While all of these external mechanisms help to provide oversight to the sector, they are limited in their ability to cause real and lasting change through oversight, enforcement, and sanctions. But the nonprofit sector remains resistant to adopting internal mechanisms that have teeth rather than merely offering aspirational and voluntary guidelines that organizations can choose to follow or disregard.

At root, the nonprofit sector has exhibited a fundamental “Not in my backyard” resistance to policing itself. In spite of its expertise, leadership, and clear identification of its internal challenges, the nonprofit sector has yet to truly stand up on the watchdog issue. Ironically, nonprofits continually support and demand watchdogs to oversee other sectors; consider Common Cause, inspectors general of agencies, independent state and federal ethics commissions and congressional panels, and major federal and state oversight and watchdogs of every kind for the private and corporate sector. But nonprofits haven’t been champions of the same principles on their home turf.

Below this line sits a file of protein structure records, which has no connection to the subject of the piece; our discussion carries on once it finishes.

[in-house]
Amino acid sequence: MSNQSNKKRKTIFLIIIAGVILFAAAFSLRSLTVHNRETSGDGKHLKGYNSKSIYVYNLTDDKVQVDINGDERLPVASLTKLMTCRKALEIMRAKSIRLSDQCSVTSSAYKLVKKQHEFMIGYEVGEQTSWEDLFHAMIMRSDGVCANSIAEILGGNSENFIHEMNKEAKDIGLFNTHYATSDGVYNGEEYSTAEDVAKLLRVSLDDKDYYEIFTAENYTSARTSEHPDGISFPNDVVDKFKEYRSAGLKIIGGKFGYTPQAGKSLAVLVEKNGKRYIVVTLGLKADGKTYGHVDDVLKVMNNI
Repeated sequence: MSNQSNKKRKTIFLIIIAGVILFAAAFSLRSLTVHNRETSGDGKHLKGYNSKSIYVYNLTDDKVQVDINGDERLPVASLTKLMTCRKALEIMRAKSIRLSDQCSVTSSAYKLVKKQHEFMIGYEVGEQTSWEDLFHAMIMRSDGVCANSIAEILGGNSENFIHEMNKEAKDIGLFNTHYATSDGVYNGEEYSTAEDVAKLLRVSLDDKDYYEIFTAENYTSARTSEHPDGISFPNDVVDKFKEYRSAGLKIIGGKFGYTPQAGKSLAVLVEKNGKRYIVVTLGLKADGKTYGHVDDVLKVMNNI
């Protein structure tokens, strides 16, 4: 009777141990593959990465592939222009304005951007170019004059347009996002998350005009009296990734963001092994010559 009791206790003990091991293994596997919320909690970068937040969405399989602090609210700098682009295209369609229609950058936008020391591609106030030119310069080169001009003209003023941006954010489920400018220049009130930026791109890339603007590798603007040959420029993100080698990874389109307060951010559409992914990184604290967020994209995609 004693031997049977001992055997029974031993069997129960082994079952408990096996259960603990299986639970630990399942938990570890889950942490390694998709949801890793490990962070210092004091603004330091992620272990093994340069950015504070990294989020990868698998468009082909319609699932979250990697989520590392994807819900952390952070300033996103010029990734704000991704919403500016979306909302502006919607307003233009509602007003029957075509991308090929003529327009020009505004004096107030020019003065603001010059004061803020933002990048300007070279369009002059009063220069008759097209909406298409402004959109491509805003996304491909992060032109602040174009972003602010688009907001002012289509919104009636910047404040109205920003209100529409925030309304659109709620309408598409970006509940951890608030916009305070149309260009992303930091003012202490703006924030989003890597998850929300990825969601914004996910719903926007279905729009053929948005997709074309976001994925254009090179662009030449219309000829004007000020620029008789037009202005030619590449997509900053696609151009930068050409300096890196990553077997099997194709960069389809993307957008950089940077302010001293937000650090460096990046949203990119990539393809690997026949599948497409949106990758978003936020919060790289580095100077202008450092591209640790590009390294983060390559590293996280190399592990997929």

Some argue that the complexity and diversity of the nonprofit sector renders substantive, sector-wide reform impossible, not to mention the costs and concerns about unintended consequences. Thus, our recommendations for meaningful implementation that extend beyond education, technical assistance, and other aspirational changes, and toward greater enforcement and sanction-driven oversight, will likely be and have been hard fought. Nonetheless, the nonprofit sector must move beyond voluntary internal controls and accept that with the benefits of the tax code come the burdens of accountability and good governance. Enforcement and sanction capacities should be used to ensure that all nonprofits responsibly fulfill their charitable missions. If encouraged and implemented directly by the nonprofit sector itself, such substantive reinforcements could bolster its reputation in these difficult economic times, when the public is even more likely to require that its donations have been put to good use.

Accordingly, an internal nonprofit sector watchdog could be the guardian of the public trust that the sector so desperately needs. And some strides have been made to devise a uniform and standardized list of “best practices.” In October 2007, for example, the Panel on the Nonprofit Sector, made up of 24 nonprofit and philanthropic leaders from a range of organiza